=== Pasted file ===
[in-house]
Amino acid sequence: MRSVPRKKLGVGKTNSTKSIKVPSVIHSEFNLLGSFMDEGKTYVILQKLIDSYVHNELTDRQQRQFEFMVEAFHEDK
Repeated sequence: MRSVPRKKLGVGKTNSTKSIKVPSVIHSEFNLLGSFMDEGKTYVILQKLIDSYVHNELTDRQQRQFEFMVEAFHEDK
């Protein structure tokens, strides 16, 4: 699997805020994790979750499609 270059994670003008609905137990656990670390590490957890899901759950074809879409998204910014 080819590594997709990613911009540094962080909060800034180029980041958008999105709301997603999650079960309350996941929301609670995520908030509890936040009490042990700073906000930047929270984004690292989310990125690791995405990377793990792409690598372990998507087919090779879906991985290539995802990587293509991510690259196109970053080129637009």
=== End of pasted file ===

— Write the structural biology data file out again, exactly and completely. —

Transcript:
[in-house]
Amino acid sequence: MRSVPRKKLGVGKTNSTKSIKVPSVIHSEFNLLGSFMDEGKTYVILQKLIDSYVHNELTDRQQRQFEFMVEAFHEDK
Repeated sequence: MRSVPRKKLGVGKTNSTKSIKVPSVIHSEFNLLGSFMDEGKTYVILQKLIDSYVHNELTDRQQRQFEFMVEAFHEDK
């Protein structure tokens, strides 16, 4: 699997805020994790979750499609 270059994670003008609905137990656990670390590490957890899901759950074809879409998204910014 080819590594997709990613911009540094962080909060800034180029980041958008999105709301997603999650079960309350996941929301609670995520908030509890936040009490042990700073906000930047929270984004690292989310990125690791995405990377793990792409690598372990998507087919090779879906991985290539995802990587293509991510690259196109970053080129637009």